EU requirements for products and services

In order to sell goods and services on the single market, a number of requirements must be met. These requirements are to ensure, for example, that products are safe for consumers to use and that they are sustainably produced. The EU’s product requirements apply both to imported goods and to goods produced in the EU. For trade in services, requirements often relate to ensuring that the people delivering the services have the right qualifications. It is therefore essential that exporters in your country are aware of and able to comply with EU requirements. Examples of requirements that are good to know are:

  • Sanitary and phytosanitary (SPS) agreements: For food products, the EU applies particularly strict requirements that production does not contain anything that can harm humans or animals. In some cases, special documentation accompanying the product is required to prove that it is safe.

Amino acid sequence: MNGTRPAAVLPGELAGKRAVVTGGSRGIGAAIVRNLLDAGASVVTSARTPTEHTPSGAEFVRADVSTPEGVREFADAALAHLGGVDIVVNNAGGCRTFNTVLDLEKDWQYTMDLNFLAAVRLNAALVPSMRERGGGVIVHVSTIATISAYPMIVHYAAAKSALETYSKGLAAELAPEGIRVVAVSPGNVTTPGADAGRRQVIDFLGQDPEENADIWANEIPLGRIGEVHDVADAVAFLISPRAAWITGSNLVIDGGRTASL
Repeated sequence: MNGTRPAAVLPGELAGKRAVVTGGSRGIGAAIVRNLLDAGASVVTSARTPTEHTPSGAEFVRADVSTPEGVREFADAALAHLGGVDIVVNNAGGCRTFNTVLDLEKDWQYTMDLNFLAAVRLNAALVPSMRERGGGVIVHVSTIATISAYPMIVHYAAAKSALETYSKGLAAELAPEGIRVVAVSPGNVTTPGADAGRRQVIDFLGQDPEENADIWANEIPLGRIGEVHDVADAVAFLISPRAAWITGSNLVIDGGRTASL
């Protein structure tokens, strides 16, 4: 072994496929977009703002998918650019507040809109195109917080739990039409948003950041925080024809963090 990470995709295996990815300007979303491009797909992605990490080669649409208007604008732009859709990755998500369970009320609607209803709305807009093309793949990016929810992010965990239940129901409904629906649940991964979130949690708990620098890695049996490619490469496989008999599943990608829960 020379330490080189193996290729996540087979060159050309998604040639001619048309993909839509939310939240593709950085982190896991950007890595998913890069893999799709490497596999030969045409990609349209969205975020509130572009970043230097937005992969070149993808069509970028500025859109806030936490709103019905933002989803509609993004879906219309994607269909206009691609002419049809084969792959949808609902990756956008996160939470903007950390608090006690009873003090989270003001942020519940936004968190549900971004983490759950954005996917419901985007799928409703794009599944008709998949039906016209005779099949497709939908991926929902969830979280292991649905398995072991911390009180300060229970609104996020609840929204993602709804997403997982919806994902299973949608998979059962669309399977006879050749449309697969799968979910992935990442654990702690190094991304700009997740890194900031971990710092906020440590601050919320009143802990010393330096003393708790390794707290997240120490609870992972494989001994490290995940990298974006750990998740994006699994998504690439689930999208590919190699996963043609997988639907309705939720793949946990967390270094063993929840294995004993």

• CE-marking: A product that is CE marked is subject to EU harmonised legislation. This means it fulfils the essential health, environmental and safety requirements of EU common laws.
  • Registrating Chemicals, REACH: REACH requires companies that manufacture and export chemical products to the EU to comply with certain rules. These rules may include bans on certain substances, authorisation requirements for substances of very high concern, and requirements to inform customers about the content of a product.

Read more about product requirements on the EU Commission website: EU product requirements

The EU's sustainability ambitions

The EU works towards all three dimensions of sustainability – environmental, economic, and social as set out in the UN Sustainable Development Goals. The United Nations Agenda 2030 emphasises trade as an important instrument for achieving all three dimensions of sustainability. An example of EU sustainability ambition is the aim to reduce EU’s greenhouse gas emissions by 55 per cent by 2030 and to be carbon neutral by 2050.

Examples of trade related sustainability initiatives include:

Carbon Boarder Adjustment Mechanism